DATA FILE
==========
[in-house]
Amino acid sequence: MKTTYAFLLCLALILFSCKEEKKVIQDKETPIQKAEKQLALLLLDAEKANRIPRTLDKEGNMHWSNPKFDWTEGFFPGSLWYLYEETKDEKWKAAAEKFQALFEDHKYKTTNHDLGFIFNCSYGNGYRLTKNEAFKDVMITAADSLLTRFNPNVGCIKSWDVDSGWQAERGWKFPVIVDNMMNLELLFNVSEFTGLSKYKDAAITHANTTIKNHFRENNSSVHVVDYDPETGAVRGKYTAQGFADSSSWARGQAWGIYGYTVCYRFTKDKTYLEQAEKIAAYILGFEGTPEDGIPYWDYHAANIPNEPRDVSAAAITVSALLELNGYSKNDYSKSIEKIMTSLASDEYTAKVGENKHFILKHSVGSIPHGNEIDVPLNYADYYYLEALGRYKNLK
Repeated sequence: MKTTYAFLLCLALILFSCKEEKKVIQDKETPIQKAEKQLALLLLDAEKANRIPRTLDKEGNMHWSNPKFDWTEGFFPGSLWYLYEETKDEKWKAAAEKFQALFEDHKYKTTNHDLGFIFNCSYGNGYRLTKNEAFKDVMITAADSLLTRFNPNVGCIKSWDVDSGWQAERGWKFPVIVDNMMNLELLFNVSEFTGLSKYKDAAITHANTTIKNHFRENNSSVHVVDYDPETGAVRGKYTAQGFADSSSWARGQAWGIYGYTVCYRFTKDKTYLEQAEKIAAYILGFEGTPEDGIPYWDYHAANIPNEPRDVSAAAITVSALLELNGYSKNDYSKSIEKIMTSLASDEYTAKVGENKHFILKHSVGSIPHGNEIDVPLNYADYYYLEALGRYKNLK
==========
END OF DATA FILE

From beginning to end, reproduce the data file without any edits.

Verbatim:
[in-house]
Amino acid sequence: MKTTYAFLLCLALILFSCKEEKKVIQDKETPIQKAEKQLALLLLDAEKANRIPRTLDKEGNMHWSNPKFDWTEGFFPGSLWYLYEETKDEKWKAAAEKFQALFEDHKYKTTNHDLGFIFNCSYGNGYRLTKNEAFKDVMITAADSLLTRFNPNVGCIKSWDVDSGWQAERGWKFPVIVDNMMNLELLFNVSEFTGLSKYKDAAITHANTTIKNHFRENNSSVHVVDYDPETGAVRGKYTAQGFADSSSWARGQAWGIYGYTVCYRFTKDKTYLEQAEKIAAYILGFEGTPEDGIPYWDYHAANIPNEPRDVSAAAITVSALLELNGYSKNDYSKSIEKIMTSLASDEYTAKVGENKHFILKHSVGSIPHGNEIDVPLNYADYYYLEALGRYKNLK
Repeated sequence: MKTTYAFLLCLALILFSCKEEKKVIQDKETPIQKAEKQLALLLLDAEKANRIPRTLDKEGNMHWSNPKFDWTEGFFPGSLWYLYEETKDEKWKAAAEKFQALFEDHKYKTTNHDLGFIFNCSYGNGYRLTKNEAFKDVMITAADSLLTRFNPNVGCIKSWDVDSGWQAERGWKFPVIVDNMMNLELLFNVSEFTGLSKYKDAAITHANTTIKNHFRENNSSVHVVDYDPETGAVRGKYTAQGFADSSSWARGQAWGIYGYTVCYRFTKDKTYLEQAEKIAAYILGFEGTPEDGIPYWDYHAANIPNEPRDVSAAAITVSALLELNGYSKNDYSKSIEKIMTSLASDEYTAKVGENKHFILKHSVGSIPHGNEIDVPLNYADYYYLEALGRYKNLK